April A to Z Challenge: Dogs and Animals

Welcome to the April A to Z Blogging Challenge! This year my contribution is the story of my great grandmother Alzina. She lived in the style of “Little House on the Prairie”and kept a record of her life through letters to family and her own journals. I find her story fascinating and intriguing. Each post will start (sometimes strangely) with a consecutive letter of the alphabet, just because they have to. My hope is that we can “catch” some of her courage to help us face challenges in our present times.

Dogs. Dogs and animals were a great asset in pioneer days. Most families had a dog around the farm for protection, and as a companion, but these animals were part of the work force, not necessarily pets. They were not fed manufactured food and taken to the groomer. They were not even allowed in the house.

The next few stories are about some of those animals that belonged to the Pomeroy family when my great grandmother Alzina was a child. Her sisters Sadie and Emma were writers and told the stories well so I will not rewrite what doesn’t need to be rewritten.

The Mad Dog Story

By Sarah (Sadie) Pomeroy Postlewait

When I (Sadie) was a child, our neighborhood was visited by a mad dog. By neighborhood I mean exactly that, for it seemed in one night’s time, every farmyard was visited by this creature. Cattle, horses, and hogs as well as dogs were bitten by him, while chickens and geese were greatly disturbed, and a number of them killed by this rabid beast.

I shall never forget that dark, cold night in the dead of winter when we were awakened by some dog fighting our dog Carlo. They were going round and round the house with poor Carlo yelping at a great rate. Carlo had two little pups in a box in the coal shed, which was a lean-to built against the north side of the house. Father went to the door and called, “Carlo, Carlo!” As the dogs came near Father opened the shed door and went back to bed. But soon he heard Carlo barking and whining again so pitifully. He again went to the door. As the light from the lamp shone out, he saw this strange dog run away. It was not Carlo at all.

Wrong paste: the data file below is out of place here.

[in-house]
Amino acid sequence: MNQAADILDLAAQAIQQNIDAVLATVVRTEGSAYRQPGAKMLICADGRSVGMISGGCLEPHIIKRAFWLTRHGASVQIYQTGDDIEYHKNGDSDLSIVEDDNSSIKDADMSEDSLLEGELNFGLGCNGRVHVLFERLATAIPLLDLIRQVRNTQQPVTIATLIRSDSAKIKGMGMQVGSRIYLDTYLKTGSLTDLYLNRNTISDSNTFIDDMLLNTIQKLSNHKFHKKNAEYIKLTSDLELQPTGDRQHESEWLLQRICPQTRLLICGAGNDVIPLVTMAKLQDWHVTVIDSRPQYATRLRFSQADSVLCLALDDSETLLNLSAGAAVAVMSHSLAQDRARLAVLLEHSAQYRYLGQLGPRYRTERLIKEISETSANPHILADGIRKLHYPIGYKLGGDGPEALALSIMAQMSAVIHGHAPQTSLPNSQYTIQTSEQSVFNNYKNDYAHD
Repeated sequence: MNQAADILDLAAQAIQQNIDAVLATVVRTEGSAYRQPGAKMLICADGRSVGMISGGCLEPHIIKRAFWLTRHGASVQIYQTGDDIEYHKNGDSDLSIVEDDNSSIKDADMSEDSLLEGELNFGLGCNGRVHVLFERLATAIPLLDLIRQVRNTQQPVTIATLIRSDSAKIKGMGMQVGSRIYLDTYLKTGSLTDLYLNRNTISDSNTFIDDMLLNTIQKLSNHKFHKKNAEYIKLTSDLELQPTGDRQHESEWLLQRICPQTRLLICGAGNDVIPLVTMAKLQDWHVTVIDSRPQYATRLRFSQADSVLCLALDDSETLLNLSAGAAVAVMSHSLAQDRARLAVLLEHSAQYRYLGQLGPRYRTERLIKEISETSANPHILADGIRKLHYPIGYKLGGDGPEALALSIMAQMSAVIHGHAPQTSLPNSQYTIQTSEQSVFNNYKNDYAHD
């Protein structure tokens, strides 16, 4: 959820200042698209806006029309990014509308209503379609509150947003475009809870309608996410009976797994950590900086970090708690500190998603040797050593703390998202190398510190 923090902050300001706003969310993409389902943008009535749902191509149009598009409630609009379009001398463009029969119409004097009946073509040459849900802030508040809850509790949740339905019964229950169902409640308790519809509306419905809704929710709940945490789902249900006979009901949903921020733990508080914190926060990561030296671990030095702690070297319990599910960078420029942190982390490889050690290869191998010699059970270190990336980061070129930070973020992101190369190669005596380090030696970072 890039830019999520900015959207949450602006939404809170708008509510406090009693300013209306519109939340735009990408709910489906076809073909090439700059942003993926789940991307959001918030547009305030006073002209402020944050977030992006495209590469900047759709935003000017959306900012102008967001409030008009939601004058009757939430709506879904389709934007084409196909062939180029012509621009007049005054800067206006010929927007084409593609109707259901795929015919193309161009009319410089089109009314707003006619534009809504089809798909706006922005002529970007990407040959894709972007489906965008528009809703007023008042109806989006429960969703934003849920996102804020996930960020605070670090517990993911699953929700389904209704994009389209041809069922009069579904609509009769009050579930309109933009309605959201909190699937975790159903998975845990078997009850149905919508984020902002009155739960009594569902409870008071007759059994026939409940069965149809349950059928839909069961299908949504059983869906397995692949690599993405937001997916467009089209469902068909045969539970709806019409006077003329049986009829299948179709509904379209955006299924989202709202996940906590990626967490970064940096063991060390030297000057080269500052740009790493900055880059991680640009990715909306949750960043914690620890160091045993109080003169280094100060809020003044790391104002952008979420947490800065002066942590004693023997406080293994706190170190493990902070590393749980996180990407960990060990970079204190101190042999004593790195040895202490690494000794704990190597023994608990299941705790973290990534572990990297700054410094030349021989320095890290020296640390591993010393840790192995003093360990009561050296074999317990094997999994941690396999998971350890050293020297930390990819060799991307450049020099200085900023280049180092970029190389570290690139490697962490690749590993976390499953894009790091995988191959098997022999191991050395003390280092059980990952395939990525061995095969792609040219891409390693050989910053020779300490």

Again Father began to call Carlo, and going out to the shed, he found both puppies nearly chewed up. One was dead and the other barely alive. He brought the box into the kitchen. The strange dog came near the door but seemed to be dazed by the light. Father kicked the dog aside and it ran away. Soon Carlo came in answer to his call and he turned her into the kitchen also and shut the door, never dreaming that the visiting dog was a mad dog.

The following morning is indelibly stamped on my memory. As we reached the road on our way to school, we saw the Gardner children and they waited for us. Then we saw the Ellsworth children coming behind, and we waited for them. All were very talkative concerning a strange dog that had made great disturbance around the houses and yards the night before.

At recess the older boys ran out to play town ball, while we children played around in the school yard. Almost everybody had been telling dog stories, and some children declared their papa believed it was a mad dog. This added new thrill to our stories but I was sure it was not so, for my papa did not say so!

The ball game was going fine and the first runner was standing on third base, just ready to make his home run, when he heard a noise under the house, for third base was at the southeast corner of the schoolhouse. One stone was out of the foundation, so he stooped down and looked under. It was too dark to distinguish what was under there, so he called out, “Oh boys, there’s a rabbit under here!” All the boys came running, one bringing a board with which to hit it. They put the board in the hole and… (Continued in the next post!)

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